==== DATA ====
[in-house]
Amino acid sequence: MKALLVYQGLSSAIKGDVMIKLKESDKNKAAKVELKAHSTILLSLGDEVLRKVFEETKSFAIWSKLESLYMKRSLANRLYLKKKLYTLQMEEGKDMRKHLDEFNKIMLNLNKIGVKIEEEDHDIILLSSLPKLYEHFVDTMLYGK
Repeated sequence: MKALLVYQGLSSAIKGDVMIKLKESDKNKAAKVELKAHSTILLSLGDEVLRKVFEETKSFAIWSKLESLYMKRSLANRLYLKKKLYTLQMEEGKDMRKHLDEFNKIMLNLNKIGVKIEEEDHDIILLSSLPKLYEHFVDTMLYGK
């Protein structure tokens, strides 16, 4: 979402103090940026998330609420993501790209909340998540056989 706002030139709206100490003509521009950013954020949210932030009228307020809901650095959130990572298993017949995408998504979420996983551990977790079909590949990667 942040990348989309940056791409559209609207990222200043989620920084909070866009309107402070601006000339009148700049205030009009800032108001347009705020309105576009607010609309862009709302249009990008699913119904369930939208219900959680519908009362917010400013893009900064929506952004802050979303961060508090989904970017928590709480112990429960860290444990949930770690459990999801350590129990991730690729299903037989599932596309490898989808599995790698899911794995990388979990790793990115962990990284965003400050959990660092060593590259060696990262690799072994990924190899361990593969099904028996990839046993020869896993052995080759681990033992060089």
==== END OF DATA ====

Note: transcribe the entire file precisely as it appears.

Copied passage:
[in-house]
Amino acid sequence: MKALLVYQGLSSAIKGDVMIKLKESDKNKAAKVELKAHSTILLSLGDEVLRKVFEETKSFAIWSKLESLYMKRSLANRLYLKKKLYTLQMEEGKDMRKHLDEFNKIMLNLNKIGVKIEEEDHDIILLSSLPKLYEHFVDTMLYGK
Repeated sequence: MKALLVYQGLSSAIKGDVMIKLKESDKNKAAKVELKAHSTILLSLGDEVLRKVFEETKSFAIWSKLESLYMKRSLANRLYLKKKLYTLQMEEGKDMRKHLDEFNKIMLNLNKIGVKIEEEDHDIILLSSLPKLYEHFVDTMLYGK
């Protein structure tokens, strides 16, 4: 979402103090940026998330609420993501790209909340998540056989 706002030139709206100490003509521009950013954020949210932030009228307020809901650095959130990572298993017949995408998504979420996983551990977790079909590949990667 942040990348989309940056791409559209609207990222200043989620920084909070866009309107402070601006000339009148700049205030009009800032108001347009705020309105576009607010609309862009709302249009990008699913119904369930939208219900959680519908009362917010400013893009900064929506952004802050979303961060508090989904970017928590709480112990429960860290444990949930770690459990999801350590129990991730690729299903037989599932596309490898989808599995790698899911794995990388979990790793990115962990990284965003400050959990660092060593590259060696990262690799072994990924190899361990593969099904028996990839046993020869896993052995080759681990033992060089």